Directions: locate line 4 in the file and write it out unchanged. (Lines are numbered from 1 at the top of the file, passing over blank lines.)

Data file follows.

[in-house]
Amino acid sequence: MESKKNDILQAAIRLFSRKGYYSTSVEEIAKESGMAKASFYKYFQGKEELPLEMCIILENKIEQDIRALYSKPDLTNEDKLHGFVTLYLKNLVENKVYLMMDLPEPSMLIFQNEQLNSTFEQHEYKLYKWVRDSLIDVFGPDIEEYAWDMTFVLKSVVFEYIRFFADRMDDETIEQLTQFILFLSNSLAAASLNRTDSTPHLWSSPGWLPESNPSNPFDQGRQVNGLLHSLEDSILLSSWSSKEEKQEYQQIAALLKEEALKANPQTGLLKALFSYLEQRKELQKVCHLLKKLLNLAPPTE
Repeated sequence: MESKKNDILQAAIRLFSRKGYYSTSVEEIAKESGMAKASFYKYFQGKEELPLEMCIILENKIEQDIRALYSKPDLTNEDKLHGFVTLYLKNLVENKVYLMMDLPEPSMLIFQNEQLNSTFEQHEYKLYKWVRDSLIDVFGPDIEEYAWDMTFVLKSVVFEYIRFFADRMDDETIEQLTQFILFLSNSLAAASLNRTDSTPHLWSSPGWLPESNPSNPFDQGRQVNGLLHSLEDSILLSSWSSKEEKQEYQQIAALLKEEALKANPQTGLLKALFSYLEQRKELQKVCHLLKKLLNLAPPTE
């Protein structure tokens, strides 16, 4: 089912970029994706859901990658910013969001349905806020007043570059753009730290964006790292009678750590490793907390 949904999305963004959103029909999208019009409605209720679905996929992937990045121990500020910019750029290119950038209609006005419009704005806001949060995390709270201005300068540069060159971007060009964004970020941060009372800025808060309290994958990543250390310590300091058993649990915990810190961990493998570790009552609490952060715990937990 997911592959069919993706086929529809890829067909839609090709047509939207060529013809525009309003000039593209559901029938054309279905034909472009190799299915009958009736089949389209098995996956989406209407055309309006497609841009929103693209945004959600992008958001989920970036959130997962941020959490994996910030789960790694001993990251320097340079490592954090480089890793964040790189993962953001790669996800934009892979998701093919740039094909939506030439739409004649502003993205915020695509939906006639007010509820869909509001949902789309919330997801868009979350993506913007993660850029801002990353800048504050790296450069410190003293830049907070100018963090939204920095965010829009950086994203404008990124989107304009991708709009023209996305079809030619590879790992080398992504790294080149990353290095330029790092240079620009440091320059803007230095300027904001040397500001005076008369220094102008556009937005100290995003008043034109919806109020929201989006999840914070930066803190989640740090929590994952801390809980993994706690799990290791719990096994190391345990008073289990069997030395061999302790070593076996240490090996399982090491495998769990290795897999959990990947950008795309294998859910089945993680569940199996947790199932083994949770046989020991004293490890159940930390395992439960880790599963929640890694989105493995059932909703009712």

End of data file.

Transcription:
């Protein structure tokens, strides 16, 4: 089912970029994706859901990658910013969001349905806020007043570059753009730290964006790292009678750590490793907390 949904999305963004959103029909999208019009409605209720679905996929992937990045121990500020910019750029290119950038209609006005419009704005806001949060995390709270201005300068540069060159971007060009964004970020941060009372800025808060309290994958990543250390310590300091058993649990915990810190961990493998570790009552609490952060715990937990 997911592959069919993706086929529809890829067909839609090709047509939207060529013809525009309003000039593209559901029938054309279905034909472009190799299915009958009736089949389209098995996956989406209407055309309006497609841009929103693209945004959600992008958001989920970036959130997962941020959490994996910030789960790694001993990251320097340079490592954090480089890793964040790189993962953001790669996800934009892979998701093919740039094909939506030439739409004649502003993205915020695509939906006639007010509820869909509001949902789309919330997801868009979350993506913007993660850029801002990353800048504050790296450069410190003293830049907070100018963090939204920095965010829009950086994203404008990124989107304009991708709009023209996305079809030619590879790992080398992504790294080149990353290095330029790092240079620009440091320059803007230095300027904001040397500001005076008369220094102008556009937005100290995003008043034109919806109020929201989006999840914070930066803190989640740090929590994952801390809980993994706690799990290791719990096994190391345990008073289990069997030395061999302790070593076996240490090996399982090491495998769990290795897999959990990947950008795309294998859910089945993680569940199996947790199932083994949770046989020991004293490890159940930390395992439960880790599963929640890694989105493995059932909703009712």